2) Optimal Interconnection of L A Ns Using Spanning-Tree Routing Bridges, June S. Park / Univ of Iowa, Dept of Mgt Science, Iowa City, IA 52242-1000, USA, Fred Kaefer / Univ of Iowa, Dept of Mgt Sciences, Iowa City, IA 52242-1000, USA An I P model is constructed with finds a minimal-cost interconnection of L A Ns using I E E E 802.1 bridges. The model prevents congestion even in a L A N or bridge failure. A tabu search alsgorithm to determine protocol parameters is presented. Tight Lagrangian bounds are obtained based on the parsimonious property of biconnected networks.

3) Survivable Network Design in Connection with S D H Networks, Geir Dahl / Univ of Oslo, Inst of Info, Gaustadalleen 23, P O Box 1080 Blindern, Oslo, 0316, Norway, Mechthild Stoer / Norwegian Telcom Research, Instituttveien 23, P O Box 83, Kjeller, N-2007, Norway We consider some optimization problems arising in the design of survivable telecom networks based on the new S D H transmission technology. Models and methods for finding cost-effective networks with suitable ring structure are presented. Furthermore some preliminary conputational results based on realistic data are given.

4) Designing and Planning Wide Area Private Networks, Heung Sik Choi / Univ of ROChester, W E Simon Grad Sch of Bus Adm, Rochester, NY 14627, USA This paper studies reconfigurable private digital networks that employ Digital Crossconnect Systems using T1 and T3 circuits. The link capacity decision (a long-run problem) and a crossconnect scheme (a short-run problem) are combined to exploit economies of scale. Numerical examples and experiments support the importance of integrated planning.

CHAIR: JOHN HOOKER Carnegie Mellon Univ, GSIA, Pittsburgh, PA 15213, USA

1) Logic Programming with Pseudo-Boolean Constraints, Alexander Bockmayr / Max - Planck Inst For Infor, I M Stadtwald, D-66123 Saarbrucken, Germany We survey recent work on the constraint logic programming language CLP(PB) for logic programming with pseudo-Boolean constrains, which combine Boolean algebra with arithmetic and are closely related to 0-1 integer programming. We give some typical applications in operations research and artificial intelligence. Then we present cutting plane techniques for the solution of linear pseudo-Boolean constraints.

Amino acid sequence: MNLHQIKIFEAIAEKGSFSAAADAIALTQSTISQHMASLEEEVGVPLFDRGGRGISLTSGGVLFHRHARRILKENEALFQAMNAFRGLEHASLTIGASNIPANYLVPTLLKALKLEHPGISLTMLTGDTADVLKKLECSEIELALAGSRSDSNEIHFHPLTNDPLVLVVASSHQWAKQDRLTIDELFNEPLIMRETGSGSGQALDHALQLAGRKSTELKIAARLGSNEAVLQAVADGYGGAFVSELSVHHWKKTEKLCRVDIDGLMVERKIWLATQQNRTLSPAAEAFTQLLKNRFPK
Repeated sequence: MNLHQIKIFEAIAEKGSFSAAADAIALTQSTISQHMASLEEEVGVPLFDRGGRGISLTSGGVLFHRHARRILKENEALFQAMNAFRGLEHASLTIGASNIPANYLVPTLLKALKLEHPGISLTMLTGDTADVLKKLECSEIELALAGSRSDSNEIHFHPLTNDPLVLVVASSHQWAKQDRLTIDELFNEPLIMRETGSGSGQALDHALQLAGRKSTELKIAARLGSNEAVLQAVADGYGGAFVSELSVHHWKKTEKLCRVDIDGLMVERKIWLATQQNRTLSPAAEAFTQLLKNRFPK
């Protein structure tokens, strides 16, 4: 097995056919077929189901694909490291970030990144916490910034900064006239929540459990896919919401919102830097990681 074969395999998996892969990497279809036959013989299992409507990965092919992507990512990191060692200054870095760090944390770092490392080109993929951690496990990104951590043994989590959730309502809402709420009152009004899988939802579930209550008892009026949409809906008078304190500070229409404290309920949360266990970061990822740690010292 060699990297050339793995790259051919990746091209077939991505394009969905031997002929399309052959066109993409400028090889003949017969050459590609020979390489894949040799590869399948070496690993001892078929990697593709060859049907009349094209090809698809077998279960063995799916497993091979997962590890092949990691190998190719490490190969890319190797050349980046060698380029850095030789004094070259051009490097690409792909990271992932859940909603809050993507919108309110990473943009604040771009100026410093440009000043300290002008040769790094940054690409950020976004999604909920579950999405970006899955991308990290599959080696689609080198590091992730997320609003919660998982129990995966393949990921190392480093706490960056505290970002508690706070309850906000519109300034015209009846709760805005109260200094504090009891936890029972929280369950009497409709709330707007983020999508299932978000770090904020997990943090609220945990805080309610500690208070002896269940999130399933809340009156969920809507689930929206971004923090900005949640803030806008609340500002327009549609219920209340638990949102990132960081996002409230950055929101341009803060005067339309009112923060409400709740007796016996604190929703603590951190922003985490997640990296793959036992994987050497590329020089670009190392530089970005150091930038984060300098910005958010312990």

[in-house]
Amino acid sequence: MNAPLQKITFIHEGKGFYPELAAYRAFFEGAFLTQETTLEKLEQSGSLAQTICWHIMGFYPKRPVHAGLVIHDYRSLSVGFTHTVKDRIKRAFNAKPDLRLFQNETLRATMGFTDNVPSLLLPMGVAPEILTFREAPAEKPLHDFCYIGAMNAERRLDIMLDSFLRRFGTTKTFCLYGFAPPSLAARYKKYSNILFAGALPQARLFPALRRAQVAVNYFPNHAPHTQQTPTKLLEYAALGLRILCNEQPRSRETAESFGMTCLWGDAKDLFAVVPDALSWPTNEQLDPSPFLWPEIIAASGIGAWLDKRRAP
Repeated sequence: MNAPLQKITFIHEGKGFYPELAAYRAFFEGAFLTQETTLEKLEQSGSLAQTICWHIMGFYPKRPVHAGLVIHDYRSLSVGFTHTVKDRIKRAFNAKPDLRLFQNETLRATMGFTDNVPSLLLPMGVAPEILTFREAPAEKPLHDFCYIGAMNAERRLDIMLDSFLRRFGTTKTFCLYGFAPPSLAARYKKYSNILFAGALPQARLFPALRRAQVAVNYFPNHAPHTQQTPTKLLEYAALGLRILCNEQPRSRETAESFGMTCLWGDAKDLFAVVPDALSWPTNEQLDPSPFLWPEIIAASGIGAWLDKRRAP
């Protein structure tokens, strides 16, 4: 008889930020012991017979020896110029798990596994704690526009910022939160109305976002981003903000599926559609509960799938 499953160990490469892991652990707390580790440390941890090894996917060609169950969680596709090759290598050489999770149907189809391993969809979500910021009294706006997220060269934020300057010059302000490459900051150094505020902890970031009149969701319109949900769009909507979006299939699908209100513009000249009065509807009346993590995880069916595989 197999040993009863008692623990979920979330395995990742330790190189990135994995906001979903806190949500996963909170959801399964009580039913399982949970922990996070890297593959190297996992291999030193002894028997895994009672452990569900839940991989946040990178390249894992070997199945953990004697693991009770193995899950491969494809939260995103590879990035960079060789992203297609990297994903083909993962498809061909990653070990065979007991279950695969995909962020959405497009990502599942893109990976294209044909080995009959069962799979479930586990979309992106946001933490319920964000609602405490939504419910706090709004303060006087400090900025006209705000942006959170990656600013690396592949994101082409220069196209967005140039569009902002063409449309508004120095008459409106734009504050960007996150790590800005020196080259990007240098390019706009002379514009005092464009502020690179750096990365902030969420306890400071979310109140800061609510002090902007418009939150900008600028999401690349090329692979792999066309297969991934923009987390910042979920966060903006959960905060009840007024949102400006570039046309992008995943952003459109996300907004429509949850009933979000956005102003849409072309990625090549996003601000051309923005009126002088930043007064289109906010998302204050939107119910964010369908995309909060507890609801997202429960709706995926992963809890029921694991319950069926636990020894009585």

2) Tight Representation of Logical Constraints, Hong Yan / Carnegie Mellon Univ, GSIA, Pittsburgh, PA 15213, USA, John Hooker / Carnegie Mellon Univ, GSIA, Pittsburgh, PA 15213, USA Suppose one wants to incorporate loginal rules or constraints into a mathematical programming model. We derive the tightest possible (i.e., convex hull) representation of one class of logical constraints, namely cardinality rules. These say that if at least K of A, B, C, etc. are true, then at least L of P, Q, R, etc. are true.

3) Constraint Logic Programming and Its Application to Scheduling Problems, Mehmet Dincbas / Parc Club Orsay Univ, Cosytec, 4 Rue Jean Rostand, Orsay Cedex, 91893, France Constraint Logic Programming is a new emerging and very promising technology that appeared at the end of the 80's. It tends to generalise conventional Logic Programming (examplified by Prolog) by introducing, besides basic logical inference mechanisms, more mathematical and algorithmic techniques. It is especially well suited for solving complex "constraint search problems" where there are several types of constraints. Typical current application areas of CLP are production scheduling, project management, and crew assignment.

4) Logic and LP-Based Design of Truss Structures, John Hooker / Carnegie Mellon Univ, GSIA, Pittsburgh, PA 15213, USA, Srinivas Bollapragada / Carnegie Mellon Univ, GSIA, Pittsburgh, PA 15213, USA, O. Ghattas / Carnegie Mellon Univ, Mechanical Engineering Dept, Pittsburgh, PA 15213, USA We compute optimal design of truss structures by combining logic-based and LP-based methods. We use logic processing to control the enumeration of linear relaxations of the problem. We also derive cuts in the form of logical propositions to prune the search tree. The cuts are stronger than valid cuts but do not exclude the optimal solution.